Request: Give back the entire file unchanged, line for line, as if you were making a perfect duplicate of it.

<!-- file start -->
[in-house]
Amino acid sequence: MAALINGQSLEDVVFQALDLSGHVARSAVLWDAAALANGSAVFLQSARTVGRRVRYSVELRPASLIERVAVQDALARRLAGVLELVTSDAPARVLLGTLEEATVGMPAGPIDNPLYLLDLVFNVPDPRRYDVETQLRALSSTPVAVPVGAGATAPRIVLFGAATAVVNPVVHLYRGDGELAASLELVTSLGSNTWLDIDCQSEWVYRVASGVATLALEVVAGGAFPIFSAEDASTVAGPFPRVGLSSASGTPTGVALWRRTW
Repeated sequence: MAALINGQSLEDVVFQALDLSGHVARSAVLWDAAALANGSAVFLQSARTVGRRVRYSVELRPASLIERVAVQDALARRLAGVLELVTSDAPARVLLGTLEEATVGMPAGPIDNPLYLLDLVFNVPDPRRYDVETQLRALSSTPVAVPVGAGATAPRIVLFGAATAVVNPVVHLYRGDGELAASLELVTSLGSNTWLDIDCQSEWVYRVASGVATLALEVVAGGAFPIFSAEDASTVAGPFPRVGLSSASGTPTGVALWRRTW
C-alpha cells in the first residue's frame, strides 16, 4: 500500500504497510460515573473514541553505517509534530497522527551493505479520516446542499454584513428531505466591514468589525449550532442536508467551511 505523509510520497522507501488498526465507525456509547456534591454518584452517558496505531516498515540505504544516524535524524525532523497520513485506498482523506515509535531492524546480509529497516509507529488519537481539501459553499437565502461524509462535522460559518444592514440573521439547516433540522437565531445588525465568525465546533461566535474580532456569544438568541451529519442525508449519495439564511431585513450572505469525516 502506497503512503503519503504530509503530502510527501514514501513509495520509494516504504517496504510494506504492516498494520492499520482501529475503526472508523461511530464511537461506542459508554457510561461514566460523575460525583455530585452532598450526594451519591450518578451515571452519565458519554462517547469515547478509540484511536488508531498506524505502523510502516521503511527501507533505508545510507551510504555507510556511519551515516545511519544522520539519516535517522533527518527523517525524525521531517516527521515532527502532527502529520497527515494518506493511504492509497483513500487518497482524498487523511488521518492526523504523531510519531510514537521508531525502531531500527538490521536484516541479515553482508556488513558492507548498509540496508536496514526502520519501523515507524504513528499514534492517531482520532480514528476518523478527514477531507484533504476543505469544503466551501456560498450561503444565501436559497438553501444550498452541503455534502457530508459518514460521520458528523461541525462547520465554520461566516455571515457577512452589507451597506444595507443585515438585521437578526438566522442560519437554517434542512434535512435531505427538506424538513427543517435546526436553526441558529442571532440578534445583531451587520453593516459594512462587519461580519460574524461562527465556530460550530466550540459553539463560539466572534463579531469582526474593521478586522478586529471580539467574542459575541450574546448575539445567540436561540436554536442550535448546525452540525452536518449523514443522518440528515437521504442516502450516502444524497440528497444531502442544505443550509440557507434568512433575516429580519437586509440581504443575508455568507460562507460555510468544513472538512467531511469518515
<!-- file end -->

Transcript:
[in-house]
Amino acid sequence: MAALINGQSLEDVVFQALDLSGHVARSAVLWDAAALANGSAVFLQSARTVGRRVRYSVELRPASLIERVAVQDALARRLAGVLELVTSDAPARVLLGTLEEATVGMPAGPIDNPLYLLDLVFNVPDPRRYDVETQLRALSSTPVAVPVGAGATAPRIVLFGAATAVVNPVVHLYRGDGELAASLELVTSLGSNTWLDIDCQSEWVYRVASGVATLALEVVAGGAFPIFSAEDASTVAGPFPRVGLSSASGTPTGVALWRRTW
Repeated sequence: MAALINGQSLEDVVFQALDLSGHVARSAVLWDAAALANGSAVFLQSARTVGRRVRYSVELRPASLIERVAVQDALARRLAGVLELVTSDAPARVLLGTLEEATVGMPAGPIDNPLYLLDLVFNVPDPRRYDVETQLRALSSTPVAVPVGAGATAPRIVLFGAATAVVNPVVHLYRGDGELAASLELVTSLGSNTWLDIDCQSEWVYRVASGVATLALEVVAGGAFPIFSAEDASTVAGPFPRVGLSSASGTPTGVALWRRTW
C-alpha cells in the first residue's frame, strides 16, 4: 500500500504497510460515573473514541553505517509534530497522527551493505479520516446542499454584513428531505466591514468589525449550532442536508467551511 505523509510520497522507501488498526465507525456509547456534591454518584452517558496505531516498515540505504544516524535524524525532523497520513485506498482523506515509535531492524546480509529497516509507529488519537481539501459553499437565502461524509462535522460559518444592514440573521439547516433540522437565531445588525465568525465546533461566535474580532456569544438568541451529519442525508449519495439564511431585513450572505469525516 502506497503512503503519503504530509503530502510527501514514501513509495520509494516504504517496504510494506504492516498494520492499520482501529475503526472508523461511530464511537461506542459508554457510561461514566460523575460525583455530585452532598450526594451519591450518578451515571452519565458519554462517547469515547478509540484511536488508531498506524505502523510502516521503511527501507533505508545510507551510504555507510556511519551515516545511519544522520539519516535517522533527518527523517525524525521531517516527521515532527502532527502529520497527515494518506493511504492509497483513500487518497482524498487523511488521518492526523504523531510519531510514537521508531525502531531500527538490521536484516541479515553482508556488513558492507548498509540496508536496514526502520519501523515507524504513528499514534492517531482520532480514528476518523478527514477531507484533504476543505469544503466551501456560498450561503444565501436559497438553501444550498452541503455534502457530508459518514460521520458528523461541525462547520465554520461566516455571515457577512452589507451597506444595507443585515438585521437578526438566522442560519437554517434542512434535512435531505427538506424538513427543517435546526436553526441558529442571532440578534445583531451587520453593516459594512462587519461580519460574524461562527465556530460550530466550540459553539463560539466572534463579531469582526474593521478586522478586529471580539467574542459575541450574546448575539445567540436561540436554536442550535448546525452540525452536518449523514443522518440528515437521504442516502450516502444524497440528497444531502442544505443550509440557507434568512433575516429580519437586509440581504443575508455568507460562507460555510468544513472538512467531511469518515